Obama Wins Re-election, Space Policy to Remain the Same

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By Douglas Messier
Parabolic Arc Managing Editor

President Barack Obama handily won re-election against Republican challenger Mitt Romney on Tuesday, ensuring that American space policy will remain largely unchanged over the next four years.

Although there will be no major policy shifts, NASA will likely face budgetary pressures as the nation grapples with the need to reduce the deficit. The first challenge comes with sequestration, which would trigger a series of deep spending cuts in the federal budget this January unless Obama and Congress can work out a deal.

Meanwhile, the song remains largely the same in Congress in terms of members on key NASA committees. And developments in California appear to bode well for strengthening a state informed consent law backed by commercial space proponents.

There will be no big changes in Congress among members who have major roles in determining NASA’s budget. The following members have been re-elected:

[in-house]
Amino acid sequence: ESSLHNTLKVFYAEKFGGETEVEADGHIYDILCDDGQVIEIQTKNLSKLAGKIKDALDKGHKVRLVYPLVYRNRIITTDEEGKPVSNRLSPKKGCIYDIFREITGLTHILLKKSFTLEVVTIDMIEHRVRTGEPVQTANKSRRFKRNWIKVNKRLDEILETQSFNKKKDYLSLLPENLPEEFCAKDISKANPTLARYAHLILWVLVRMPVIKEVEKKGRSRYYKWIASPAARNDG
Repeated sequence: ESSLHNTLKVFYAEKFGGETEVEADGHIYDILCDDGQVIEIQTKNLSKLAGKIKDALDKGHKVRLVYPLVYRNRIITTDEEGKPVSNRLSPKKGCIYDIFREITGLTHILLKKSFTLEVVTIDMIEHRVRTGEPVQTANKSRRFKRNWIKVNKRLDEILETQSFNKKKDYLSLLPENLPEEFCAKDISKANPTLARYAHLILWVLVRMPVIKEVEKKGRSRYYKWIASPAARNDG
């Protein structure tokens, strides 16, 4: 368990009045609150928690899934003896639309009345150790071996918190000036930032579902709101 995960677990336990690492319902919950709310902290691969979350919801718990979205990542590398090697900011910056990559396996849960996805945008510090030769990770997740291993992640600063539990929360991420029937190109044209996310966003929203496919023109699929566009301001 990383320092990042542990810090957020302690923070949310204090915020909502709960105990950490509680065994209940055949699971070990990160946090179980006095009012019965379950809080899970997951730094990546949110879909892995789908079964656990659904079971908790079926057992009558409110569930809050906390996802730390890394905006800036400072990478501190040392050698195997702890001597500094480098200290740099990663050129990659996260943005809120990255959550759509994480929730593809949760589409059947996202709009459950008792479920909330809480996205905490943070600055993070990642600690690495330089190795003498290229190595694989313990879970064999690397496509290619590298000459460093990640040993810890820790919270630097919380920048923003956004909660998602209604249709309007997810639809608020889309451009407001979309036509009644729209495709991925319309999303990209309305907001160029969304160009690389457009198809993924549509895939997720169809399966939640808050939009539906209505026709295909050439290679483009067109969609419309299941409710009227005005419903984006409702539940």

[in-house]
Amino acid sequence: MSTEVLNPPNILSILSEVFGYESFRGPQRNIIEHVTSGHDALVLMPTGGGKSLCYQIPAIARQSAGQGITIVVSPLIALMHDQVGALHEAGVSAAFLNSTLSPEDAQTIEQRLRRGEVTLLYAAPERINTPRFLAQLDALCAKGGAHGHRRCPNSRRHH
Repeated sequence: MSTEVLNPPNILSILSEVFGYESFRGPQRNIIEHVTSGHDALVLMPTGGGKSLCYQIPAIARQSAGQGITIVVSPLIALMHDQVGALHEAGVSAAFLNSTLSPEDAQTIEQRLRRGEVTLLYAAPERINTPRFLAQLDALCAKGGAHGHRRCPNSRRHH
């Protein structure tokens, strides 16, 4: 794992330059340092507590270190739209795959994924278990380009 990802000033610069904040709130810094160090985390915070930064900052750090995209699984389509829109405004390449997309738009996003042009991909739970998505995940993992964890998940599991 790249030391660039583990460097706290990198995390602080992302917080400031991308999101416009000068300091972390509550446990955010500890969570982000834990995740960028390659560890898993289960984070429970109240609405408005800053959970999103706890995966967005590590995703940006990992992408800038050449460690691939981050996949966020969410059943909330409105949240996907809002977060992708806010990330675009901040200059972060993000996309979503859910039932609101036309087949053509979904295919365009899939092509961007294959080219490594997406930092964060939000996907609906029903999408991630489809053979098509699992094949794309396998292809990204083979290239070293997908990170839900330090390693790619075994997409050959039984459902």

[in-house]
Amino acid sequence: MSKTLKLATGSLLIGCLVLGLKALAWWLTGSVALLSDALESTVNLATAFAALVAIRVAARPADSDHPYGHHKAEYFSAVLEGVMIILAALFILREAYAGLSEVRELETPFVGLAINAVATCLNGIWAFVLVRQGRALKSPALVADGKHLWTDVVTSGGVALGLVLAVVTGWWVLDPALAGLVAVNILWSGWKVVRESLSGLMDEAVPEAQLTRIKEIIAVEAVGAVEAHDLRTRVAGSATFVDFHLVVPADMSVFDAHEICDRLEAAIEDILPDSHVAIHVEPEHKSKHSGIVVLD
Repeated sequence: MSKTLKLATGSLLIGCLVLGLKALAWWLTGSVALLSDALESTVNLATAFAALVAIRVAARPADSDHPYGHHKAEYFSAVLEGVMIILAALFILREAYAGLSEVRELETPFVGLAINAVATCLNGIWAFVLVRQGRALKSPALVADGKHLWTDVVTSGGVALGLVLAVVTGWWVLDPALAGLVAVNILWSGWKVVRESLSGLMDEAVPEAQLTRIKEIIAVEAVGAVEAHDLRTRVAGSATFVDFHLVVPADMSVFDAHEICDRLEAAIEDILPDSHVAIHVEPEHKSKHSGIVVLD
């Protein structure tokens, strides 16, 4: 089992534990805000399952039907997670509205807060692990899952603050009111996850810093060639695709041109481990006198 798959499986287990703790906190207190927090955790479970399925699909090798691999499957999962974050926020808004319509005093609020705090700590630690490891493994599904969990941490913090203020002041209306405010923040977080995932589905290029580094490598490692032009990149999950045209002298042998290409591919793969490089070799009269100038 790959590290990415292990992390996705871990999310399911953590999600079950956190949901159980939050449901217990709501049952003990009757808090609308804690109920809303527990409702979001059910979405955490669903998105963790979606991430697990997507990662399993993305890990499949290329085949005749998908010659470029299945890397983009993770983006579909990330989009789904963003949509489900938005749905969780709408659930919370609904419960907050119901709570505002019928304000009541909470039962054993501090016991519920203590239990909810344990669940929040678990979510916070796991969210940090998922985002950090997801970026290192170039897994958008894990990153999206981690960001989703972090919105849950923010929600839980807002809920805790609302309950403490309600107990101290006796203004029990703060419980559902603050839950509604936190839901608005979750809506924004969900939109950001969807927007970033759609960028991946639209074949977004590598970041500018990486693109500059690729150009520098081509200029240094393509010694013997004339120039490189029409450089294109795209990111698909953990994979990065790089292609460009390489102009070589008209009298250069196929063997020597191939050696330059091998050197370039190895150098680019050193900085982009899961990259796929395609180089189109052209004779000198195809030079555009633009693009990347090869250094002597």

• Sen. Bill Nelson (D-FL)
  • Rep. Bill Posey (R-FL)
  • Rep. Frank Wolf (R-VA)
  • Rep. Mo Brooks (R-AL)
  • Rep. Ralph Hall (R-TX)
  • Rep. Dana Rohrabacher (R-CA).

In Texas, Tea Party backed Republican Ted Cruz won the race to replace retiring Sen. Kay Bailey Hutchison (R-TX).

A couple of developments of note in California. Republican Rep. Kevin McCarthy won re-election in the 23rd District, which includes the booming Mojave Air and Space Port.

Early results indicate that State Assemblyman Steve Knight is leading in his race to represent the 21st District in the California Senate. If his lead holds, this could bode well for strengthening an informed consent law covering spaceflight participants that was signed by Gov. Jerry Brown earlier this year. [UPDATE: Knight won the seat handily by a 58-to-42 percent margin over Star Moffatt.]

The original bill gave spaceflight operators immunity from lawsuits in the event of injuries or deaths of participants except in cases of gross negligence or intentional harm.  The Legislature significantly weakened the measure, which currently allows participants to sue under limited civil liability rules.

Mojave spaceport officials are hoping that Knight, who introduced the original bill, will have more leverage to push through changes in the law if he wins the Senate race. In addition to strengthening the liability protection, the law could be expanded to cover spacecraft manufacturers and parts suppliers.

Speaking to the East Kern Airport District Board of Directors on Tuesday, Mojave spaceport CEO Stu Witt said he has began to prepare the groundwork for amendments to the law through meetings with officials in Sacramento.